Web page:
When you have utterance to intent matching in a good rhythm, you can look at more advanced capabilities. These include (but are not limited to):
- Advanced Topics – taking those immersive conversations flows even further.
- Self Service Automations – either utilising tools within the same platform, or integrations with other products such as a Digital Employee Experience Management tool, the Chatbot can interpret a user’s utterance, provide the user with the option to run a diagnostic tool and perform fixes (deferring to a Service Desk Agent if that does not solve the user’s issue).
- Modality Reach – Integrate your Chatbot into applications where users spend most of their time thereby providing improved support at the Point of Need (PoN). Messaging tools such as MS Teams are common out of the box integrations for most reputable Chatbots.
- Support Scheduling – if the Chatbot cannot provide the self service information (or automation) that the user requires, and they need to speak to an Agent, provide them with an option to schedule a convenient time to receive a callback/chatback, or, if hands on support is required, an appointment at a local office tech-bar.
- Know Your User – your Chatbot should already know who the user is (without the need for additional user log in credentials). Enhance this further by utilising user data you already have available in your Service Management tool. For example, Mac or Windows user, office or remote based, new joiner, etc. You can then automatically tailor your Chatbot’s responses based on these known data points.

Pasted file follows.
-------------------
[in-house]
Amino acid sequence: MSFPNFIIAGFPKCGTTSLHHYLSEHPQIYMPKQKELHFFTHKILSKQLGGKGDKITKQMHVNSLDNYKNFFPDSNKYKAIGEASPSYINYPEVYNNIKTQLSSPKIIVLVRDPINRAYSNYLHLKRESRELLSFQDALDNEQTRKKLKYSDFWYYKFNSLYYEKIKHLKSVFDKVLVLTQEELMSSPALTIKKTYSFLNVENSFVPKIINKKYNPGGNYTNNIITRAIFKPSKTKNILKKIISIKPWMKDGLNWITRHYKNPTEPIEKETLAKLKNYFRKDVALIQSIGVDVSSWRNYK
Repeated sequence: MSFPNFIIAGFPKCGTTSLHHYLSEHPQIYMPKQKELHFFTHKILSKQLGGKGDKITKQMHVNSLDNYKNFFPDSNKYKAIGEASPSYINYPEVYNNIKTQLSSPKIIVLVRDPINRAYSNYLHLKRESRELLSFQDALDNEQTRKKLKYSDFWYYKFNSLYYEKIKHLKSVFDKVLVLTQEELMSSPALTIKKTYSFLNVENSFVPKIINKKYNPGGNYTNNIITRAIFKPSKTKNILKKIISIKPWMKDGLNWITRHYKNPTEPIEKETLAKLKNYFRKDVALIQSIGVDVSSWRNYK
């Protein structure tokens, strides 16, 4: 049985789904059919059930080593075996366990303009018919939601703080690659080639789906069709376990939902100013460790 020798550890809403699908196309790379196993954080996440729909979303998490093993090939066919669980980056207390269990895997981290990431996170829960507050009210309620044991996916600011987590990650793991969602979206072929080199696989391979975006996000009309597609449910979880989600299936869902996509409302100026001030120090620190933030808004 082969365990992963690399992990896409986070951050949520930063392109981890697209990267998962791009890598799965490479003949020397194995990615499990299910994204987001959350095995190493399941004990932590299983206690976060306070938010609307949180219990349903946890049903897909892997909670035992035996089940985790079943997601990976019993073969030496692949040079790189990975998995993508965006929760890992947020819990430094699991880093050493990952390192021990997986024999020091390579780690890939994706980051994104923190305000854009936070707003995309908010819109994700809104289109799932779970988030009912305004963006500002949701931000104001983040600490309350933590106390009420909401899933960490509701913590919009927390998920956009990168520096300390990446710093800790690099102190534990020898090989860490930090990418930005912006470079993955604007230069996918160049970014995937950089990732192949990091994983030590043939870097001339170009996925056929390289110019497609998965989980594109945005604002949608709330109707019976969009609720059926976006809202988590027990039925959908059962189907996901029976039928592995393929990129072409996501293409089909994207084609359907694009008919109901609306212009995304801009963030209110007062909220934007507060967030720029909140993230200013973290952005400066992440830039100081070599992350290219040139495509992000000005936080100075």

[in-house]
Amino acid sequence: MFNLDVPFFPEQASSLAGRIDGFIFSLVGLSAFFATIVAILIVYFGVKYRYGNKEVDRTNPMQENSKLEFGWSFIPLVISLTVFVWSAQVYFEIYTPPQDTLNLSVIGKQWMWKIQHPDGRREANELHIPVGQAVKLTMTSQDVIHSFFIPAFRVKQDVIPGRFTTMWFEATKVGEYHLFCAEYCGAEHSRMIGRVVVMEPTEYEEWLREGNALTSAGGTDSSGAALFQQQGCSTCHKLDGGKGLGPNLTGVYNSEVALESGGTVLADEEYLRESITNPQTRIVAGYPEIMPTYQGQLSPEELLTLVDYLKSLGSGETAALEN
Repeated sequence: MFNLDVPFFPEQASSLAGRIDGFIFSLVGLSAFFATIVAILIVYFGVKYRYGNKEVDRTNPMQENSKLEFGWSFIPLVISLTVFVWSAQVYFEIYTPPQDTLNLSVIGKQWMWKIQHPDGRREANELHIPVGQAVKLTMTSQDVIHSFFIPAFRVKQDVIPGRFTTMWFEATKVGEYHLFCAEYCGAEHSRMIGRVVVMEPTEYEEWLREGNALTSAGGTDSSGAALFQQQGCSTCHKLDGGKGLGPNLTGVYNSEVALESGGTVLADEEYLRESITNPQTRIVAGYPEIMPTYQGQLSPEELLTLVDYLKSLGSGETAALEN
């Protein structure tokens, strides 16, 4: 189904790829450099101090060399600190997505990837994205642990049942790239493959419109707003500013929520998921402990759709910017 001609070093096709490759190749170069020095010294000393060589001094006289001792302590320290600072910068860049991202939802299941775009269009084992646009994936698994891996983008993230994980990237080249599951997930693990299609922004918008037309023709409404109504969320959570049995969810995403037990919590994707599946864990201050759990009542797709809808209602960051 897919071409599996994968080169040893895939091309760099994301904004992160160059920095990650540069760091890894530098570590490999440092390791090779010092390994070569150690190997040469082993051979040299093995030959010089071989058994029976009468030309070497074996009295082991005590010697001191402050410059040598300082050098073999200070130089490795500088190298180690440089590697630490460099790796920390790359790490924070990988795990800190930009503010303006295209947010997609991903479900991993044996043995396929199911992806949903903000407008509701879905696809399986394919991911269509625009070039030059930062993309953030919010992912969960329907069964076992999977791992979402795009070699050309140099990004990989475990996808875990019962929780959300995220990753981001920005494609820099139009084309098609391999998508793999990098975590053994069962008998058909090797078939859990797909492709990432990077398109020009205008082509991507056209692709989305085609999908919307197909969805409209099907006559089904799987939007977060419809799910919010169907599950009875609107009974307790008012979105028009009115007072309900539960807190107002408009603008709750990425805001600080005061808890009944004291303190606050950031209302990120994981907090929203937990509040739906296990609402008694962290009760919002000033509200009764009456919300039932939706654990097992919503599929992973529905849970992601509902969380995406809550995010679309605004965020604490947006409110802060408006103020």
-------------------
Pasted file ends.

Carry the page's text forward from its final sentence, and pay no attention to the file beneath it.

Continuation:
You should now have a Chatbot that end users want to use as they see value in the service it provides. You should also experience a material reduction in contacts to the Service Desk, and those that do still require human Agent support will have improved context as to the support required thereby reducing contact time.
- As your Chatbot becomes more useful, your Service Portal will become less important. That doesn’t mean to say not to invest in your Service Portal (for example, expanding your portal to be a one-stop-shop for end user support covering all your global business services (HR, Finance, IT, Facilities) etc is another game changing service. And it definitely doesn’t mean you can stop investing in the Request Catalogue and Knowledge Base… content is key!
- As you’ll be making ‘simple’ changes directly into Production, you’ll need to refresh your non-production environments regularly, otherwise your more complex changes will be tested in an environment that does not reflect the actual user experience.
- Make use of the platform upgrades that your vendor provides – these are in two parts:
- New functionality – UX improvements, Generative AI, etc.
- New search algorithms – these should improve your search results, but they could conflict with search improvement rules you may have created in the past. Ensure to perform plenty of post-Production deployment testing.
- Consider language translation needs. This can be a minefield and will require full analysis of the translation capabilities available within your tool. For example, will you require a third party machine translation solution, and does your tool dynamically translate utterances to match the content, or the other way around.
It’s worth noting that most of the principles above also apply to Voicebots. However, due to the user experience variation between the two bots (for example, a voice bot talking a user through an immersive conversation flow would take a long time and cause user frustration), other considerations need to be applied, which we’ll cover in a later article.